Omaha Public Power District workers found a flaw this week in one of more than 50 heaters that help maintain the temperature of the water used to generate steam at its Fort Calhoun Nuclear Station, but the utility said Friday that the plant remains safe and shut down.
OPPD found the problem Monday and reported it to the Nuclear Regulatory Commission two days later, after determining the problem could be significant. It was discovered while workers were replacing a faulty heater and following up on a report of a problem with similar heaters last year at a British nuclear power plant.
The nuclear power plant, about 20 miles north of Omaha, has been shut down since April 2011. The utility is working with NRC officials to thoroughly inspect the plant and make sure it is safe before restarting.
OPPD officials said the system with the flawed heater operates only when the plant is running.
NRC officials did not immediately respond to messages left Friday.
OPPD is working to address regulators' concerns about past safety problems.
The violations found at Fort Calhoun include a small electrical fire last June, the failure of a key electrical part during a 2010 test and deficiencies in flood planning that were discovered a year before last summer's extended flooding along the Missouri River.
Fort Calhoun was surrounded by floodwaters for much of last summer, though workers were able to keep water out of critical areas of the plant.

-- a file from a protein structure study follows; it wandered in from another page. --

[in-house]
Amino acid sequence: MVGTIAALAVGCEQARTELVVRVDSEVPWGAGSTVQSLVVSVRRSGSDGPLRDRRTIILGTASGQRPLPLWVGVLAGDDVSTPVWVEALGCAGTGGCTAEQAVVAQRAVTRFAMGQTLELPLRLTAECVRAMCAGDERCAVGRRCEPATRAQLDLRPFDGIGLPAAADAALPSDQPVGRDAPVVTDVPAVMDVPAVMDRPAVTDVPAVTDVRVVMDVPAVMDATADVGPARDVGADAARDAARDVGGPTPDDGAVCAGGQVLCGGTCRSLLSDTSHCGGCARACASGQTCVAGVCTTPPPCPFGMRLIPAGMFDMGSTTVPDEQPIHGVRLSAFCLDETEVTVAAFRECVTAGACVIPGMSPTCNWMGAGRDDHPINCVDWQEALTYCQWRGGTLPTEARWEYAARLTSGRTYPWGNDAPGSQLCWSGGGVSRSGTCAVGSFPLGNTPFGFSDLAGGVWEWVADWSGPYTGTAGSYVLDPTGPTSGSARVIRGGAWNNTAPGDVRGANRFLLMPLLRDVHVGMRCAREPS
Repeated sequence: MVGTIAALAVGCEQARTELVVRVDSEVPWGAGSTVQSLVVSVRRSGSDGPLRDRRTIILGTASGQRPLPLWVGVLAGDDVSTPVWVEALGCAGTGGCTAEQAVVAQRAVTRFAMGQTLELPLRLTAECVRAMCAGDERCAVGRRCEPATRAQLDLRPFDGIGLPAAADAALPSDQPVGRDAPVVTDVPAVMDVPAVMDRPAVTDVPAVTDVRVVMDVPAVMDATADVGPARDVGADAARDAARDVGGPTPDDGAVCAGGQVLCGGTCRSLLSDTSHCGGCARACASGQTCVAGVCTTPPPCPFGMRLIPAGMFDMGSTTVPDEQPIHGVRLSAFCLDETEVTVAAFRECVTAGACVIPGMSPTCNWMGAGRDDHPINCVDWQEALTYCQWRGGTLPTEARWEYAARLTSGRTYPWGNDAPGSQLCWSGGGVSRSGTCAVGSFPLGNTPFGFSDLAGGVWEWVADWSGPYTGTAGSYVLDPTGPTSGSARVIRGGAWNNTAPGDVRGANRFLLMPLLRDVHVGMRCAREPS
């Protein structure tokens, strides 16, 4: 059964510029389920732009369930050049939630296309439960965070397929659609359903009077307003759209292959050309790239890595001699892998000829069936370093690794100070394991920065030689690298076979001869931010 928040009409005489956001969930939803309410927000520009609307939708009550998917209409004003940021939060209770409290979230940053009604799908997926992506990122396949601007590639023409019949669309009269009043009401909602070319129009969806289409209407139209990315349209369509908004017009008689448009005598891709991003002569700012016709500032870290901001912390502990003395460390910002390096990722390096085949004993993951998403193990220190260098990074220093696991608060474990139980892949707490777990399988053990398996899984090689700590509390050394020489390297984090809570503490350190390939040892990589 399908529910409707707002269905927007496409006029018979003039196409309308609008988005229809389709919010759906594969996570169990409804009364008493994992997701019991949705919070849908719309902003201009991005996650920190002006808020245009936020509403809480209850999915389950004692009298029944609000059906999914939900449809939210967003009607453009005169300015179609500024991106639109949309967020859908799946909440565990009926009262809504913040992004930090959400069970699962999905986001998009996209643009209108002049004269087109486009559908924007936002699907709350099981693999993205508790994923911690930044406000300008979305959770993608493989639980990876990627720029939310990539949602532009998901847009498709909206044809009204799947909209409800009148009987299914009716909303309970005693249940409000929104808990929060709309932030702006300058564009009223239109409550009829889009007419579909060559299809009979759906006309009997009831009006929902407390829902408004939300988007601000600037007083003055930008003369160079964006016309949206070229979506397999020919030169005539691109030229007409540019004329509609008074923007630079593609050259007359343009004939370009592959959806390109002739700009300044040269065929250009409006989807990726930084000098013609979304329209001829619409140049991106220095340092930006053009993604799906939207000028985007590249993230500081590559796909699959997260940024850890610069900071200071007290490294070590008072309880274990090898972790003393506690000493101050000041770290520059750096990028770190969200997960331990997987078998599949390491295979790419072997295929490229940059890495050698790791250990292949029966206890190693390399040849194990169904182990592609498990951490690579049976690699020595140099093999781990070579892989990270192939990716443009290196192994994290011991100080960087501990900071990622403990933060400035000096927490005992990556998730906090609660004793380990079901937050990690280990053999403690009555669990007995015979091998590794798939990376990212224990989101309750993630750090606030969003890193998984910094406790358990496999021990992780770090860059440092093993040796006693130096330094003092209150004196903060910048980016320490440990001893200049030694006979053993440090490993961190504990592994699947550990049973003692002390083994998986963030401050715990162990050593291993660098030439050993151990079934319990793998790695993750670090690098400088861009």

OPPD's chief nuclear officer, Dave Bannister, said the utility began inspecting the heaters on Fort Calhoun's pressurizer last year after a British utility found a crack in one of its heaters. Such heaters are part of Fort Calhoun's reactor cooling system.
No problems were found initially, but Bannister said two of the heaters at Fort Calhoun had stopped working before the plant shut down last spring, so officials decided to replace those faulty units.
One heater was replaced in November, but the heater with the problem was stuck and couldn't be removed until this week, when experts with the right gear could visit Fort Calhoun.
Bannister said workers found a small crack in the steel shield that surrounds the heater, but no coolant leak.
“We never saw any leakage on this. We caught it early,” Bannister said.
OPPD tentatively plans to restart Fort Calhoun in late September, Bannister said Friday. The schedule could change if any new problems are found during this summer's inspections.
“Before we restart the plant, we'll walk down and test every piece of equipment,” Bannister said.
The timing of the restart means OPPD will again have to purchase electricity from other sources to meet peak summer demand, but officials don't expect rate increases this year because of that.
Last year OPPD spent about $32 million to buy electricity from other sources while Fort Calhoun was closed.
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